ELM to improve children’s maths and literacy skills

A National Early Childhood Care and Development (ECCD) impact evaluation study 2015 found that Bhutanese children are weak in literacy, mathematics and socio-emotional development.

These findings were shared at the ECCD programme in Thimphu yesterday.

Save the Children’s education manager, Karma Dyenka said that children played the least games in these three domains. “One of the reasons to improve these three areas was to improve the programme design.”

She said that focusing on teaching the facilitators different games and activities could help them in turn to help children which could improve in five emergent mathematics and literacy areas.

To scale-up emergent literacy and mathematics among 3 to 5 year olds in the country, facilitators use five foundational skills of emergent mathematics and literacy. Mathematics skill areas are geometry, comparison and measurement, sorting, patterns and number and counting, while the areas in literacy are words and sounds, basic alphabet knowledge, knowing about books, understanding print and, talking and listening.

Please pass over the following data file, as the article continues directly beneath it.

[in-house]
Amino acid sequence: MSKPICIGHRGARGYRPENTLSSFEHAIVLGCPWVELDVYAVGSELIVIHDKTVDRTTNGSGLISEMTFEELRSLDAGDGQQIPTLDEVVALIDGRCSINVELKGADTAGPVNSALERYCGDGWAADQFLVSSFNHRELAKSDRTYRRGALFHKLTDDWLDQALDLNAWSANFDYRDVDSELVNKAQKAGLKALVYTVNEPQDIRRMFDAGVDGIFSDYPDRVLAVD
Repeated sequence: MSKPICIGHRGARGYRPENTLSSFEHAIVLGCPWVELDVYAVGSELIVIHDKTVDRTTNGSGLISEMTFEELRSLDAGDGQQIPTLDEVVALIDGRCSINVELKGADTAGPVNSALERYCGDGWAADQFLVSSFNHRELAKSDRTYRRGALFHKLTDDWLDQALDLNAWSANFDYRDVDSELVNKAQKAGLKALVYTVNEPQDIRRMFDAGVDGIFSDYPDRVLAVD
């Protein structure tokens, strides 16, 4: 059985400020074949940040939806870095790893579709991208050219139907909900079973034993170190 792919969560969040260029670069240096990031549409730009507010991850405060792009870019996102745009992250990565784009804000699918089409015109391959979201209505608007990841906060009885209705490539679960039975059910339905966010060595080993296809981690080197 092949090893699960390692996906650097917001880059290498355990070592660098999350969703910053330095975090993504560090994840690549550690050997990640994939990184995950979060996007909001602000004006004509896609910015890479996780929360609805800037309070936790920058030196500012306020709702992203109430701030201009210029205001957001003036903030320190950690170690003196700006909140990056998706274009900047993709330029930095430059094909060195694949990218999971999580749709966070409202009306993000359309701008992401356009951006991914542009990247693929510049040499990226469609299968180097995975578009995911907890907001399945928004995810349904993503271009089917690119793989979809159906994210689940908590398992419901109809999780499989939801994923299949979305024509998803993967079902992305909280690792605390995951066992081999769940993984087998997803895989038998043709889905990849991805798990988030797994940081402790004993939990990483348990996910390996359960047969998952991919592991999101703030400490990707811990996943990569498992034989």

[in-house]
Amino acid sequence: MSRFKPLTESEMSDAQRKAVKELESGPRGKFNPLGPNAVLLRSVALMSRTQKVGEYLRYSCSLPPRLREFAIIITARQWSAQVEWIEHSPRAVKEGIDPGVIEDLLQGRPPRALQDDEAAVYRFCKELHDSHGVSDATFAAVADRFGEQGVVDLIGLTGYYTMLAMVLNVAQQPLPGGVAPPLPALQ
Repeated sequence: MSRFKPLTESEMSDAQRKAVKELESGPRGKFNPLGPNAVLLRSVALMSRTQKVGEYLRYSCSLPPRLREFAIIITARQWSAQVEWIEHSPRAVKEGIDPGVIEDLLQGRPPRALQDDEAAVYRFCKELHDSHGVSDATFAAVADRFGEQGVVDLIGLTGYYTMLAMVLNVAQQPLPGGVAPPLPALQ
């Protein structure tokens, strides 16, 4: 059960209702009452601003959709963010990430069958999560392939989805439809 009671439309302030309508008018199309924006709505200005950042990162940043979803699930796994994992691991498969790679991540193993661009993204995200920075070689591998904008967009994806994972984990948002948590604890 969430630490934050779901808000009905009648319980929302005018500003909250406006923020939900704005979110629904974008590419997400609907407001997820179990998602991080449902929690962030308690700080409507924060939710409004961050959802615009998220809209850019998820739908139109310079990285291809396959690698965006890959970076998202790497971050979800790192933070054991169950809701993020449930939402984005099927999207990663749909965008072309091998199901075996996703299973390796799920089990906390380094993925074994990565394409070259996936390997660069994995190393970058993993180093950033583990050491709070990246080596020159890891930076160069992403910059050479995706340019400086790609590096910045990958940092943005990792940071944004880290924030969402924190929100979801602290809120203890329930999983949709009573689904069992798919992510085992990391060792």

Karma Dyenka said that there was no separate plan to address socio-emotional development in a child as this area deals with interaction on a daily basis, which occurs, in ECCD centres.

Dzongkhag education officers and ECCD facilitators of all 20 dzongkhags were trained in Emergent Literacy Mathematics (ELM). Model centre facilitators were also trained in sharing peer workshop and in development of the material.

Karma Dyenka said that ELM at home was also piloted in Trashigang and Samtse. “Simple ELM games were introduced where even parents can play with their children,” she said.

Zhemgang’s deputy chief education officer, Karma Wangchuk said that most of the centres were using activity guide book which could help facilitators. “These guide books contain about 60 early literacy skill activities and 50 mathematics skill activities.”

He said that after the introduction of ELM in ECCD centres, facilitators gave positive feedback. “Facilitators said that ELM makes daily activities more interesting. They do not have to worry about next plan and that their work has become easier.”

He said that all ELM activities were conducted through play-based approach. The ECCD programme ends tomorrow.

Rinchen Zangmo

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